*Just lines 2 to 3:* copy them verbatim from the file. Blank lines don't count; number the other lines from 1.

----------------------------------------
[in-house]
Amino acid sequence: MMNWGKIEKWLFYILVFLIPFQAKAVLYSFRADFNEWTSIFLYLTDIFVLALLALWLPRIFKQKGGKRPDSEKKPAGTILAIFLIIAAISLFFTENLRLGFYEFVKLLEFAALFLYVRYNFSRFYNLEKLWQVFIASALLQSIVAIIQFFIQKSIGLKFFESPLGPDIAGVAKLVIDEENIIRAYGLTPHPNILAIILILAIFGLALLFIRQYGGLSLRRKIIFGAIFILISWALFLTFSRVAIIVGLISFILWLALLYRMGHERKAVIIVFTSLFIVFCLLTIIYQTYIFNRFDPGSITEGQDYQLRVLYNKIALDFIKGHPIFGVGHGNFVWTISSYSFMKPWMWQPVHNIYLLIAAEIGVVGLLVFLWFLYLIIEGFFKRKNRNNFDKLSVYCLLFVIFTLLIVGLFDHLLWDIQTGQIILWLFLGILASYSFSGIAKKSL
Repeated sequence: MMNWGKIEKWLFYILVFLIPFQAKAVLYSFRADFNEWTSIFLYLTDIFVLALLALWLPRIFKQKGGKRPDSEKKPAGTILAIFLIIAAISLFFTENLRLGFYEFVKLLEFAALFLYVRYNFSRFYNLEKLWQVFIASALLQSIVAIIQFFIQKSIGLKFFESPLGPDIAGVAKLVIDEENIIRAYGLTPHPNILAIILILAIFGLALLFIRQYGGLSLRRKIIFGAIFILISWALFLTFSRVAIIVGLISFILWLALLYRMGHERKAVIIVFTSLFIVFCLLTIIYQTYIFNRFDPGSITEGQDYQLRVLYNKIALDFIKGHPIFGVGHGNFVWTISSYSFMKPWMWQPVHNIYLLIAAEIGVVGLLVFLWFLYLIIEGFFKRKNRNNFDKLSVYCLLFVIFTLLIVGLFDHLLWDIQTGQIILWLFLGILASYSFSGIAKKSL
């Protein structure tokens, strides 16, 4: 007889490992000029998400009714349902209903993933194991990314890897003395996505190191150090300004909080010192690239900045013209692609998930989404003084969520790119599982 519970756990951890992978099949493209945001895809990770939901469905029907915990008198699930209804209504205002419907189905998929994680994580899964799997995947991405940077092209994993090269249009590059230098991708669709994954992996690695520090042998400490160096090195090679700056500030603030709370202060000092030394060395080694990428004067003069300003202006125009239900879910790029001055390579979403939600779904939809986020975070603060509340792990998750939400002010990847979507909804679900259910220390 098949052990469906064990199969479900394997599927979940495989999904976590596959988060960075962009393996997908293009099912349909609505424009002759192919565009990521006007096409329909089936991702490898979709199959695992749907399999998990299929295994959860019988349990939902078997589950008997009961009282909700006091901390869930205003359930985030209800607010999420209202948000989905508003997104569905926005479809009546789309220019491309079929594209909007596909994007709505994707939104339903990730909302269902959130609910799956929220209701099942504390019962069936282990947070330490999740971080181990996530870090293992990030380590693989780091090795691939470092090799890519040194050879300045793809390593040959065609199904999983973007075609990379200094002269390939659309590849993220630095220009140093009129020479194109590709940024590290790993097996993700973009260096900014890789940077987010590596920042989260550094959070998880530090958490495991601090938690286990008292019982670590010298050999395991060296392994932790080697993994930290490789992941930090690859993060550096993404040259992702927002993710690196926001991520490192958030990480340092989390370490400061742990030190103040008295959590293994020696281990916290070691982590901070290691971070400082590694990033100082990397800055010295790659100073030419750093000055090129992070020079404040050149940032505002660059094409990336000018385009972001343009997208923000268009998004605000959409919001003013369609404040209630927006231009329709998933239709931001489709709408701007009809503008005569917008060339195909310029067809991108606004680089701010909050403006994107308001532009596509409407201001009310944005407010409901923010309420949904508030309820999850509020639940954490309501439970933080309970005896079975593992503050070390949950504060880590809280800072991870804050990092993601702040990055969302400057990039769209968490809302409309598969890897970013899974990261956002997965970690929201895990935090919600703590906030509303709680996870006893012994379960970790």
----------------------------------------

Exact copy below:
Amino acid sequence: MMNWGKIEKWLFYILVFLIPFQAKAVLYSFRADFNEWTSIFLYLTDIFVLALLALWLPRIFKQKGGKRPDSEKKPAGTILAIFLIIAAISLFFTENLRLGFYEFVKLLEFAALFLYVRYNFSRFYNLEKLWQVFIASALLQSIVAIIQFFIQKSIGLKFFESPLGPDIAGVAKLVIDEENIIRAYGLTPHPNILAIILILAIFGLALLFIRQYGGLSLRRKIIFGAIFILISWALFLTFSRVAIIVGLISFILWLALLYRMGHERKAVIIVFTSLFIVFCLLTIIYQTYIFNRFDPGSITEGQDYQLRVLYNKIALDFIKGHPIFGVGHGNFVWTISSYSFMKPWMWQPVHNIYLLIAAEIGVVGLLVFLWFLYLIIEGFFKRKNRNNFDKLSVYCLLFVIFTLLIVGLFDHLLWDIQTGQIILWLFLGILASYSFSGIAKKSL
Repeated sequence: MMNWGKIEKWLFYILVFLIPFQAKAVLYSFRADFNEWTSIFLYLTDIFVLALLALWLPRIFKQKGGKRPDSEKKPAGTILAIFLIIAAISLFFTENLRLGFYEFVKLLEFAALFLYVRYNFSRFYNLEKLWQVFIASALLQSIVAIIQFFIQKSIGLKFFESPLGPDIAGVAKLVIDEENIIRAYGLTPHPNILAIILILAIFGLALLFIRQYGGLSLRRKIIFGAIFILISWALFLTFSRVAIIVGLISFILWLALLYRMGHERKAVIIVFTSLFIVFCLLTIIYQTYIFNRFDPGSITEGQDYQLRVLYNKIALDFIKGHPIFGVGHGNFVWTISSYSFMKPWMWQPVHNIYLLIAAEIGVVGLLVFLWFLYLIIEGFFKRKNRNNFDKLSVYCLLFVIFTLLIVGLFDHLLWDIQTGQIILWLFLGILASYSFSGIAKKSL